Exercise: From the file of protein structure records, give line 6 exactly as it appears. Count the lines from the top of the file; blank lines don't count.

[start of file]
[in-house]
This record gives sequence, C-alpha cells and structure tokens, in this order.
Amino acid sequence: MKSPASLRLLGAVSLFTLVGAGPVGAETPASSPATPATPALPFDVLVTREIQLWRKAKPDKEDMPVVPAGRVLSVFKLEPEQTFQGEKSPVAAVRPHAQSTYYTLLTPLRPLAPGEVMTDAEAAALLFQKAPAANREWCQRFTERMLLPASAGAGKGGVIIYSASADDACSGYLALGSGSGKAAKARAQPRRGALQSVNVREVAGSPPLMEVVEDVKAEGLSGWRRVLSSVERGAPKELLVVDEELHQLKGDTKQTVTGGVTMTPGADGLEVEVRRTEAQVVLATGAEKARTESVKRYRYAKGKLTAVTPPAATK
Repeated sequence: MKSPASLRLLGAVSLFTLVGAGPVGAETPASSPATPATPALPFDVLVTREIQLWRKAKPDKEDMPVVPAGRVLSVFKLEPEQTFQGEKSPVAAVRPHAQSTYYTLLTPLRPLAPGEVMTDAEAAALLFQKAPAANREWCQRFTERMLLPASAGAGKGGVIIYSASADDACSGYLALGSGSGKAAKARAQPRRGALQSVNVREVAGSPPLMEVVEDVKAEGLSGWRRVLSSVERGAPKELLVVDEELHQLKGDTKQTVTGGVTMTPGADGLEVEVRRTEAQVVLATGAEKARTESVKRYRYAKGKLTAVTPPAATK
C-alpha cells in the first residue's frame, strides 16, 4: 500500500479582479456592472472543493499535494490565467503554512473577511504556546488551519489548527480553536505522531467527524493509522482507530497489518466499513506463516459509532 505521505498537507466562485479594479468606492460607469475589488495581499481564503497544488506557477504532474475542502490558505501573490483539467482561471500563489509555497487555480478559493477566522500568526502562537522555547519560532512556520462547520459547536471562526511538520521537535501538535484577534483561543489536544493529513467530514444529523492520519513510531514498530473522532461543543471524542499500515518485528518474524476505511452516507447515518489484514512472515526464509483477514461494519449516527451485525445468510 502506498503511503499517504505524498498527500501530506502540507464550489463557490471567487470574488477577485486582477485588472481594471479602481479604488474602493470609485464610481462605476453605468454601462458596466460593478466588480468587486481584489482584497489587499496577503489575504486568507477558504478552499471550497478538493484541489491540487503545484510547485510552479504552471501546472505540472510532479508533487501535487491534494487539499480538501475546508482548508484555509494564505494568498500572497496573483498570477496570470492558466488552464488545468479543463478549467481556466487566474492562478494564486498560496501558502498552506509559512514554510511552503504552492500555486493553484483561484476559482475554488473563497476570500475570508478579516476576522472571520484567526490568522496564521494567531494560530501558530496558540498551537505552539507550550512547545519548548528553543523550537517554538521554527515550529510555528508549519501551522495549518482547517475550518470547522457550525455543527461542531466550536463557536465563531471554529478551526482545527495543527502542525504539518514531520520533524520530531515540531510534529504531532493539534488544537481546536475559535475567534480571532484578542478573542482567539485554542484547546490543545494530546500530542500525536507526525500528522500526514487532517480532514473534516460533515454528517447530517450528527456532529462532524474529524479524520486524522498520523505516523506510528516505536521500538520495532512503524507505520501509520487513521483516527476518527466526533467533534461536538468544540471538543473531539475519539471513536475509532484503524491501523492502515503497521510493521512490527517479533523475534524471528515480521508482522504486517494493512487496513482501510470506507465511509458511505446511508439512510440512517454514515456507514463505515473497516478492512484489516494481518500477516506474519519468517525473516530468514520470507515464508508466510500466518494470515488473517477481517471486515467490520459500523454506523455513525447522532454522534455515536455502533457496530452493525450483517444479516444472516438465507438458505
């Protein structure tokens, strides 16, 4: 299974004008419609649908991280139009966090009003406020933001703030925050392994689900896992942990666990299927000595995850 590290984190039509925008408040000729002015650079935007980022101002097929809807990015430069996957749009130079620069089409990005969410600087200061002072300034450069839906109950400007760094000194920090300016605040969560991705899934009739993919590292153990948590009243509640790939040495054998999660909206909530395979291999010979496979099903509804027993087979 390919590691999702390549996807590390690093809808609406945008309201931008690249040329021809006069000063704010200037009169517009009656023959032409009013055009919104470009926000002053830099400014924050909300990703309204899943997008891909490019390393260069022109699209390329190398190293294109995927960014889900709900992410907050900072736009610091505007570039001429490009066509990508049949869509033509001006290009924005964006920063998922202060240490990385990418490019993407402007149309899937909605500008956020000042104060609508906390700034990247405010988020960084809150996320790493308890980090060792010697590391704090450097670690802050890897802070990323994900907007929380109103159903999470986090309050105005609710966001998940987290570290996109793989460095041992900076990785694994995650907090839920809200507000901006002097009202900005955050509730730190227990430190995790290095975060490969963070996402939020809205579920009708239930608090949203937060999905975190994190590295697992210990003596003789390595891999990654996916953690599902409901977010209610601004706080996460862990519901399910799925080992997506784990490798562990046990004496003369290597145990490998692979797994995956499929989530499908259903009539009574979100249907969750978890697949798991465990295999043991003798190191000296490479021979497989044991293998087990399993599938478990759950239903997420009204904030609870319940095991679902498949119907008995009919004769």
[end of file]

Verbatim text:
């Protein structure tokens, strides 16, 4: 299974004008419609649908991280139009966090009003406020933001703030925050392994689900896992942990666990299927000595995850 590290984190039509925008408040000729002015650079935007980022101002097929809807990015430069996957749009130079620069089409990005969410600087200061002072300034450069839906109950400007760094000194920090300016605040969560991705899934009739993919590292153990948590009243509640790939040495054998999660909206909530395979291999010979496979099903509804027993087979 390919590691999702390549996807590390690093809808609406945008309201931008690249040329021809006069000063704010200037009169517009009656023959032409009013055009919104470009926000002053830099400014924050909300990703309204899943997008891909490019390393260069022109699209390329190398190293294109995927960014889900709900992410907050900072736009610091505007570039001429490009066509990508049949869509033509001006290009924005964006920063998922202060240490990385990418490019993407402007149309899937909605500008956020000042104060609508906390700034990247405010988020960084809150996320790493308890980090060792010697590391704090450097670690802050890897802070990323994900907007929380109103159903999470986090309050105005609710966001998940987290570290996109793989460095041992900076990785694994995650907090839920809200507000901006002097009202900005955050509730730190227990430190995790290095975060490969963070996402939020809205579920009708239930608090949203937060999905975190994190590295697992210990003596003789390595891999990654996916953690599902409901977010209610601004706080996460862990519901399910799925080992997506784990490798562990046990004496003369290597145990490998692979797994995956499929989530499908259903009539009574979100249907969750978890697949798991465990295999043991003798190191000296490479021979497989044991293998087990399993599938478990759950239903997420009204904030609870319940095991679902498949119907008995009919004769």